Neptune’s winds travel at more than 1,500 mph, and are the fastest planetary winds in the solar system.
History books tell us that the planet Neptune was found in the mid-1800s after years of speculation and search.
But in 1613, more than two centuries before Neptune was officially discovered, Galileo Galilei knew he had found it, according to a new theory by University of Melbourne physicist David Jamieson.
Jamieson has been studying Galileo's notebooks and found some interesting, buried notations that suggest the great astronomer – then working with a crude, early telescope he crafted himself – was onto something big.
It has long been known that Galileo observed Neptune, but it was thought that he discounted the object as a star and gave it no further thought. But it turns out Galileo may have known the "star" had moved in relation to other stars, Jamieson reveals. That sort of movement would have caught Galileo's attention, since he knew that it was just the sort of thing planets did.
Neptune, the farthest planet from the sun (assuming you don't count the recently demoted Pluto), is hard to spot even today. It is not visible to the naked eye. But this week, by coincidence, Neptune is well positioned near the easy-to-find Jupiter, making Neptune findable with binoculars or a small telescope.
Neptune's history of discovery has been controversial from the beginning.
Uranus had been discovered before Neptune, and observations suggest it was under the gravitational influence of another planet, farther out in the solar system, says Geoff Gaherty, who runs the Foxmead Observatory in Canada and writes skywatching articles for Starry Night Education and SPACE.com.
"Predictions of the position of this new planet were made by [British mathematician] John Couch Adams in 1843 and [French mathematician] Urbain Le Verrier in 1845-1846, but both mathematicians had great difficulty in persuading any astronomer to actually look for the planet," Gaherty explains. "Finally on September 23, 1846, a German astronomer, Johann Gottfried Galle, used Le Verrier's chart to actually locate and observe Neptune. This led to a major controversy as to which country should be credited with the discovery; ultimately the honor was shared."
Galileo was observing the four large moons of Jupiter — now named for him — in the years 1612 and 1613. Over several nights, he also recorded in his notebook the position of a nearby star that is not in any modern catalogues, Jamieson explains.
"It has been known for several decades that this unknown star was actually the planet Neptune," Jamieson said. "Computer simulations show the precision of his observations revealing that Neptune would have looked just like a faint star almost exactly where Galileo observed it."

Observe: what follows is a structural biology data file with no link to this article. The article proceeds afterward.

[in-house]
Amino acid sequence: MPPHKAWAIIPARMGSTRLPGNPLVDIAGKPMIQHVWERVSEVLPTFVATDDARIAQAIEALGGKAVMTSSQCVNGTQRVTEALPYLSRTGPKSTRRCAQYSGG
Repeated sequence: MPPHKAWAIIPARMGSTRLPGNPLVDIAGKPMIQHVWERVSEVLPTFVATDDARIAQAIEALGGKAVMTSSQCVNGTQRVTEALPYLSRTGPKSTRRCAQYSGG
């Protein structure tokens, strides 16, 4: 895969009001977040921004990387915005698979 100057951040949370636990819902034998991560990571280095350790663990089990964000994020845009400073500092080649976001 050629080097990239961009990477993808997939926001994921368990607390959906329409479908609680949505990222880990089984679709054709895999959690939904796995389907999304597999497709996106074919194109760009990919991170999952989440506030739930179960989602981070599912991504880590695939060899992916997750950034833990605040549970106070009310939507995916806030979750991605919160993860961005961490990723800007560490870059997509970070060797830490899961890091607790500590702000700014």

But unlike stars, planets orbit the sun. So planets move through our sky different than the relatively fixed background of stars.
On the night of Jan. 28, 1613, Galileo wrote in his notebook that the star we now know is the planet Neptune appeared to have moved relative to an actual nearby star, Jamieson said. He added: There is also a mysterious unlabeled black dot in his earlier observations of Jan. 6, 1613, which is in the right position to be Neptune.
"I believe this dot could reveal he went back in his notes to record where he saw Neptune earlier when it was even closer to Jupiter but had not previously attracted his attention because of its unremarkable star-like appearance," Jamieson said.
If the mysterious black dot on Jan. 6 was actually recorded on Jan. 28, Professor Jamieson proposes this would prove that Galileo believed he may have discovered a new planet.
It might be possible to date the entry by doing a chemical analysis of trace elements on the page, he hopes, and he aims to do that later this year.
"Galileo may indeed have formed the hypothesis that he had seen a new planet which had moved right across the field of view during his observations of Jupiter over the month of January 1613," Jamieson said.
Or, perhaps there are other clues waiting to be found.
"Galileo was in the habit of sending a scrambled sentence, an anagram, to his colleagues to establish his priority for the sensational discoveries he made with his new telescope," Jamieson notes. "He did this when he discovered the phases of Venus and the rings of Saturn. So perhaps somewhere he wrote an as-yet un-decoded anagram that reveals he knew he discovered a new planet."
He presented his new theory in a series of lectures this month as part of the 2009 International Year of Astronomy.